The Obama Administration and many in Congress must think the commercial real estate market is riding high and we’re living in 2005. Why else would they want to more than double the taxation on commercial real estate partnerships? With unemployment pushing 10%, commercial real estate and the economy as a whole are still not out of the woods. Congress’ attempt to enact one of the largest tax increases on commercial real estate to offset temporary tax breaks is out of sync with what will actually help the country and the industry recover.
In its attempt to market solutions to the American public that prove it was "doing" something to help the economy while at the same time going after the "rich," the majority in Congress crafted the ironically titled "Providing American Jobs and Closing Tax Loopholes Act of 2010." H.R. 4213 included an extension of unemployment benefits, extension of increased funds paid to Medicaid funding through the Federal Medical Assistance Percentage (FMAP) program, and a tax "extenders" package that typically gets renewed on a yearly basis. The extenders package included a one-year extension of two popular real estate tax breaks: brownfields remediation incentives and the 15-year depreciation period for leasehold improvements. And to pay for all of this, Congress proposed to change the taxation of carried interest from a capital gain (15%) to that of ordinary income (nearly 40%). With other relatively politically palatable revenue offsets such as a payroll tax on some S Corporations and other foreign tax compliance provisions, the Democratic leadership thought the bill would be a slam dunk. They were wrong.
What resulted was an all-out grassroots assault on Congress from virtually every part of the commercial real estate industry opposing the bill. BOMA International, along with the International Council of Shopping Centers, NAIOP, the Commercial Real Estate Development Association, National Apartment Association, National Association of Home Builders, National Multi Housing Council and Real Estate Roundtable, activated members in every congressional district across the country requesting members to call and write their representatives and senators and tell them to vote "No" on the carried interest tax hike. If legislators thought the carried interest proposal was only a Wall Street matter and not one felt by "Main Street," they know better now. BOMA members responded with hundreds of calls and letters telling legislators that this tax hike would devastate real estate investment and development as well as kill jobs by deterring entrepreneurial risk taking.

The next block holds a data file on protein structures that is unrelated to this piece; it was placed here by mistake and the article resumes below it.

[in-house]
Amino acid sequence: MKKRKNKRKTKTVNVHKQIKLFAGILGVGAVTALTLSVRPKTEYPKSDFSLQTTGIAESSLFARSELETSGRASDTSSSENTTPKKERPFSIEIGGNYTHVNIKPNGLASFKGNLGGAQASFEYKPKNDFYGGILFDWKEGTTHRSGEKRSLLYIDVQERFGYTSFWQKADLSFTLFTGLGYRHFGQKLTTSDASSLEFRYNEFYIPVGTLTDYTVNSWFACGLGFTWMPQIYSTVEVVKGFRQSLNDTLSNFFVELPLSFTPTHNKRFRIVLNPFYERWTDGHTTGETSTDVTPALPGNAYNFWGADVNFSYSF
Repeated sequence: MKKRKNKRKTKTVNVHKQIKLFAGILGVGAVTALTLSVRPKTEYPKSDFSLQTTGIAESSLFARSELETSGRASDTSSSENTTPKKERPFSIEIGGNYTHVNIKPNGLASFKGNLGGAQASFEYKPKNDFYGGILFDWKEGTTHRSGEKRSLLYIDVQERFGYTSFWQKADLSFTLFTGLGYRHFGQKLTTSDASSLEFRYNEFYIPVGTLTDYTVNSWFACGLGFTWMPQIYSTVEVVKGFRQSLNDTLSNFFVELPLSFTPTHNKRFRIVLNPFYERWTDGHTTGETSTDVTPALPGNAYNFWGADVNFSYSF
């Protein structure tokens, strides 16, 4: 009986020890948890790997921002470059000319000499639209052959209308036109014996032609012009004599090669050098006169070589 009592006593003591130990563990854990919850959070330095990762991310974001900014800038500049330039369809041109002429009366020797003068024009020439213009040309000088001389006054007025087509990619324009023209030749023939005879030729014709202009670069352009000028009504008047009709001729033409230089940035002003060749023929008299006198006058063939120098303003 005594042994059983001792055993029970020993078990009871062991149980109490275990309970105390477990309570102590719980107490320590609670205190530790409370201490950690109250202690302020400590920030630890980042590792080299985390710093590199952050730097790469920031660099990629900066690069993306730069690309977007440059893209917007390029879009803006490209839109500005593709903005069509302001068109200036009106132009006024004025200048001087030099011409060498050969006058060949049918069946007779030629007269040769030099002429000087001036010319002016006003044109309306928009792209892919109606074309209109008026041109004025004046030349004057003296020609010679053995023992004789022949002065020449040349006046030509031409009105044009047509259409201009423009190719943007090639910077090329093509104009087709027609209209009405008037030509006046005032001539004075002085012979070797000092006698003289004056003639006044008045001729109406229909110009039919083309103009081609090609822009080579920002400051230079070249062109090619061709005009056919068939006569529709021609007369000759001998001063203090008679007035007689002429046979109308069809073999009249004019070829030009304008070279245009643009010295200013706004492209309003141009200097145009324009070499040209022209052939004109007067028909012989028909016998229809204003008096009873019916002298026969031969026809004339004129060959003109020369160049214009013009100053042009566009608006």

This proposal would be felt in every city and county across the country, and local governments have taken note. Both the U.S. Conference of Mayors and the National Association of Counties have come out with policy positions urging Congress to maintain the current capital gains treatment of carried interest. Their members, especially those in less affluent areas, recognize what the commercial real estate industry means to their local economy in terms of jobs and tax revenue. In fact, BOMA International’s recent economic impact study revealed that spending on office building operations alone supports, either directly or indirectly, 2 million jobs across the country.
Ultimately, H.R. 4213 skated by the House of Representatives and made its way over to the more deliberate Senate. The Senate tried, and failed, three times to obtain the 60 votes needed to limit debate and proceed to an up or down vote on a modified version of the bill. Industry pressure resulted in both chambers modifying their initial proposals. The House bill taxes carried interest as 50% ordinary income and 50% long-term capital gains for two years, then moves to a permanent 25/75 split (25% long-term capital gains/75% ordinary income) with an effective date of January 1, 2011. The Senate’s most recent proposal treats 50% as ordinary income beginning on January 1, 2011 through December 31, 2012, and then 65% thereafter. The rate is reduced to 55% for carried interest which is attributable to the sale of assets held for seven or more years, reflecting some sensitivity towards the commercial real estate industry where most investments are long term.
What course the debate over carried interest takes in the coming months is anyone’s guess. What is certain is that Congress has a limited number of legislative days to work with and few will want to take a tough vote on such an issue as the November elections draw closer. That said, the commercial real estate industry must continue to be vigilant, as few things are more dangerous than a politician with nothing to lose. B
Ray Mackey, Jr., RPA, CPM, CCIM, is chair and chief elected officer of BOMA International and chief operating officer with Stream Realty. He can be reached at firstname.lastname@example.org.